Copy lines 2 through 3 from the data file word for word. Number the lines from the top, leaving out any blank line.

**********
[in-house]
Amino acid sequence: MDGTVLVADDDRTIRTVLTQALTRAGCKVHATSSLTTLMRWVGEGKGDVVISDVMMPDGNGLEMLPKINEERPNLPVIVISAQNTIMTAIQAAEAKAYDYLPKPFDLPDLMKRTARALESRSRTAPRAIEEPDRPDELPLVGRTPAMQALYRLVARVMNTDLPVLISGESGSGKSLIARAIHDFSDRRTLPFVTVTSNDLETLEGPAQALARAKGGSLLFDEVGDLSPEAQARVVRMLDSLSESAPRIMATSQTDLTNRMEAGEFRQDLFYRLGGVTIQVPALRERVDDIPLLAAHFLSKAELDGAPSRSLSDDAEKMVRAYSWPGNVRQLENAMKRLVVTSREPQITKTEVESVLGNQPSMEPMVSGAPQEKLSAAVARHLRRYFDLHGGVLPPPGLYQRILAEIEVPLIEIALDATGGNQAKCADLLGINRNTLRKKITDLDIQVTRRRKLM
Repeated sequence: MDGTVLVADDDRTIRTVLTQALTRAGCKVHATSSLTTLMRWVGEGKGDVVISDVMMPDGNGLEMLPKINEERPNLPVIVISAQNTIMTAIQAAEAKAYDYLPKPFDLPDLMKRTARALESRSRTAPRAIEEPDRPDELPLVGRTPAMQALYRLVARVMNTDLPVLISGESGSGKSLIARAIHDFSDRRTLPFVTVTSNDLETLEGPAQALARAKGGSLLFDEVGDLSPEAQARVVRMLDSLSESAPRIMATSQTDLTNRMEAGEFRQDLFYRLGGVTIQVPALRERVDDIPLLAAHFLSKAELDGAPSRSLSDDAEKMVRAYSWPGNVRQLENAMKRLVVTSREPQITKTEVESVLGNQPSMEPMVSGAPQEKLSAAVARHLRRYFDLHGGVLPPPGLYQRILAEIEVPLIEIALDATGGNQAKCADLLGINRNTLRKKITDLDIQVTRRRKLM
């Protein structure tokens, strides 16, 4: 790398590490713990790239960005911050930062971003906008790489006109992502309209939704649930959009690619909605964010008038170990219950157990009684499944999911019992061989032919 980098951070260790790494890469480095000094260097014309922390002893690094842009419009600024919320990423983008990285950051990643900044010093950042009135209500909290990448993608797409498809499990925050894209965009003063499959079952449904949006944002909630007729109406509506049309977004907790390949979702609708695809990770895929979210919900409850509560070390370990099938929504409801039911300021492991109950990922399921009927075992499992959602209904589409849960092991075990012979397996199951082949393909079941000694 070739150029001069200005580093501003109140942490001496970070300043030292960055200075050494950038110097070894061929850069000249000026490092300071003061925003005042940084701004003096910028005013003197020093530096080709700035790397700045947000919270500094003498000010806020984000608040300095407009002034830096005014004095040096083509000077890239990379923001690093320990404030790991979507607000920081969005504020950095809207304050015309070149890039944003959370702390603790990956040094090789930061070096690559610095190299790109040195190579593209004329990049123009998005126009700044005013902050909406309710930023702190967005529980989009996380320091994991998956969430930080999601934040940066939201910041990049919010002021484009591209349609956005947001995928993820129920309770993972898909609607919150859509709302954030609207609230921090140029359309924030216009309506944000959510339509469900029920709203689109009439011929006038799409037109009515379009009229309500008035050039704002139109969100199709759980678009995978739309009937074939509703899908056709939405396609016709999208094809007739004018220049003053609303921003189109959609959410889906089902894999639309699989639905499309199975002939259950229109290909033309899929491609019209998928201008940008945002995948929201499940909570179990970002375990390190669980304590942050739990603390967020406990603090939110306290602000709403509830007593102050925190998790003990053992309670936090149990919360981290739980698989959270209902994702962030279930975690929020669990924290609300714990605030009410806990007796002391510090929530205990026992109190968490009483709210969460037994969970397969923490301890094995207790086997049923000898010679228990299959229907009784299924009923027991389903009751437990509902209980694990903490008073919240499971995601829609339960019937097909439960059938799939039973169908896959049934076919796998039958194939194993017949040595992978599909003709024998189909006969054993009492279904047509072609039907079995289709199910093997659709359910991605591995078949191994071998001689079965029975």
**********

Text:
Amino acid sequence: MDGTVLVADDDRTIRTVLTQALTRAGCKVHATSSLTTLMRWVGEGKGDVVISDVMMPDGNGLEMLPKINEERPNLPVIVISAQNTIMTAIQAAEAKAYDYLPKPFDLPDLMKRTARALESRSRTAPRAIEEPDRPDELPLVGRTPAMQALYRLVARVMNTDLPVLISGESGSGKSLIARAIHDFSDRRTLPFVTVTSNDLETLEGPAQALARAKGGSLLFDEVGDLSPEAQARVVRMLDSLSESAPRIMATSQTDLTNRMEAGEFRQDLFYRLGGVTIQVPALRERVDDIPLLAAHFLSKAELDGAPSRSLSDDAEKMVRAYSWPGNVRQLENAMKRLVVTSREPQITKTEVESVLGNQPSMEPMVSGAPQEKLSAAVARHLRRYFDLHGGVLPPPGLYQRILAEIEVPLIEIALDATGGNQAKCADLLGINRNTLRKKITDLDIQVTRRRKLM
Repeated sequence: MDGTVLVADDDRTIRTVLTQALTRAGCKVHATSSLTTLMRWVGEGKGDVVISDVMMPDGNGLEMLPKINEERPNLPVIVISAQNTIMTAIQAAEAKAYDYLPKPFDLPDLMKRTARALESRSRTAPRAIEEPDRPDELPLVGRTPAMQALYRLVARVMNTDLPVLISGESGSGKSLIARAIHDFSDRRTLPFVTVTSNDLETLEGPAQALARAKGGSLLFDEVGDLSPEAQARVVRMLDSLSESAPRIMATSQTDLTNRMEAGEFRQDLFYRLGGVTIQVPALRERVDDIPLLAAHFLSKAELDGAPSRSLSDDAEKMVRAYSWPGNVRQLENAMKRLVVTSREPQITKTEVESVLGNQPSMEPMVSGAPQEKLSAAVARHLRRYFDLHGGVLPPPGLYQRILAEIEVPLIEIALDATGGNQAKCADLLGINRNTLRKKITDLDIQVTRRRKLM